U.S. Mysteriously Backs Off From Sanctions On Associates Of Russian Oligarch

Screengrab/PBS NewsHour/YouTube

JakeThomas

“Somebody overruled OFAC, essentially—that’s the most likely scenario," one sanctions expert said.

The U.S. government reportedly signaled late last year that a new round of sanctions was imminent for associates of Russian oligarch Oleg Deripaska, but two months later, the sanctions have yet to materialize and the Treasury Department is keeping mum, according to The Daily Beast.

Deripaska ran into trouble with the U.S. government in 2018, when he was sanctioned — along with his companies — as fallout from Russian meddling in the 2016 election.

But the oligarch struck a deal with the Treasury Department after the sanctions on Deripaska’s aluminum company roiled global markets. In exchange for sanctions relief, Deripaska had to agree to limits on his control over his companies.

Things were fairly quiet, The Daily Beast noted, until last December, when the Treasury indicated new sanctions were coming down the pike. Those sanctions “would have targeted the unnamed people and entities because of their proximity to Deripaska,” according to Western officials with knowledge of the move, but the Treasury never followed through.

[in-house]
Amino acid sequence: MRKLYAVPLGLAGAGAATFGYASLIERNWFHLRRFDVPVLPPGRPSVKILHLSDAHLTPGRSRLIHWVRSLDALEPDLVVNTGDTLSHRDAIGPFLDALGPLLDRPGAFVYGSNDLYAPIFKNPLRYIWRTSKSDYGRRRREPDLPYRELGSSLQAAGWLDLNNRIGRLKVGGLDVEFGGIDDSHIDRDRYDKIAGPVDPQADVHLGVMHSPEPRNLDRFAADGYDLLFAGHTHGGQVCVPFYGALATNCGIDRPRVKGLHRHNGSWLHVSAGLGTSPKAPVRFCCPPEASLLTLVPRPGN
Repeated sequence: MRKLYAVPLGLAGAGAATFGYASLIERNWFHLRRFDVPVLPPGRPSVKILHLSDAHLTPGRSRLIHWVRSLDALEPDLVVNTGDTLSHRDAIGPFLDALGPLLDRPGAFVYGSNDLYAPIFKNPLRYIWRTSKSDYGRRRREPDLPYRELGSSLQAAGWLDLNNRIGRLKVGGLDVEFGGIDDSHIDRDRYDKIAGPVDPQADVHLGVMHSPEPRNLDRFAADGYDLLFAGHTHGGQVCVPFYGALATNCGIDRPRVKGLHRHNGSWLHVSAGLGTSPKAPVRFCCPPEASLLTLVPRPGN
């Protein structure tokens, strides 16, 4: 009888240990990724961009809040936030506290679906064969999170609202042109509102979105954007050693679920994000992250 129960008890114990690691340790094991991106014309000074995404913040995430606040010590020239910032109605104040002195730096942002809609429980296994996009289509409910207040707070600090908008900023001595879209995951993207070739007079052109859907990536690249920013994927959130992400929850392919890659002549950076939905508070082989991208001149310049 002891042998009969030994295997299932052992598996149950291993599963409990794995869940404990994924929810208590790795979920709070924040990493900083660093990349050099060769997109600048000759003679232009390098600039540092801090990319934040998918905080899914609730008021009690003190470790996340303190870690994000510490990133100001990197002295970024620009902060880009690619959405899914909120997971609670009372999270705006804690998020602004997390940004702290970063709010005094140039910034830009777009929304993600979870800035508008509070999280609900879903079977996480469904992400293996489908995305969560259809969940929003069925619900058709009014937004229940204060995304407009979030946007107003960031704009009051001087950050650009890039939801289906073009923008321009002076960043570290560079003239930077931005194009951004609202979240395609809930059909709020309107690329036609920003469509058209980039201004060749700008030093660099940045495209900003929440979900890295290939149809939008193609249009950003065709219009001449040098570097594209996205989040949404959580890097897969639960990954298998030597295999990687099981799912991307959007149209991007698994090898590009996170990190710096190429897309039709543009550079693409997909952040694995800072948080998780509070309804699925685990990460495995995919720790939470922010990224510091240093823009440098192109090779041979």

Neither the Treasury nor the White House offered comment for the story, and a State Department spokesperson only said they would not confirm or deny whether new sanctions were under consideration.

The mysterious nature of the situation has led some to believe the sanctions were dropped due to political interference.

Brian O’Toole, a former senior official at the Office of Foreign Assets Control, told The Daily Beast it is possible that Treasury backed away from the sanctions if it thought Russian authorities were getting with the program, thereby making new measures unnecessary.

However, “If there was no such promise made or no such deal that was struck, then I think the pulling of the action suggests that there was a political decision to pull it, not a technocratic decision,” O’Toole said, adding, “Somebody overruled OFAC, essentially—that’s the most likely scenario.”

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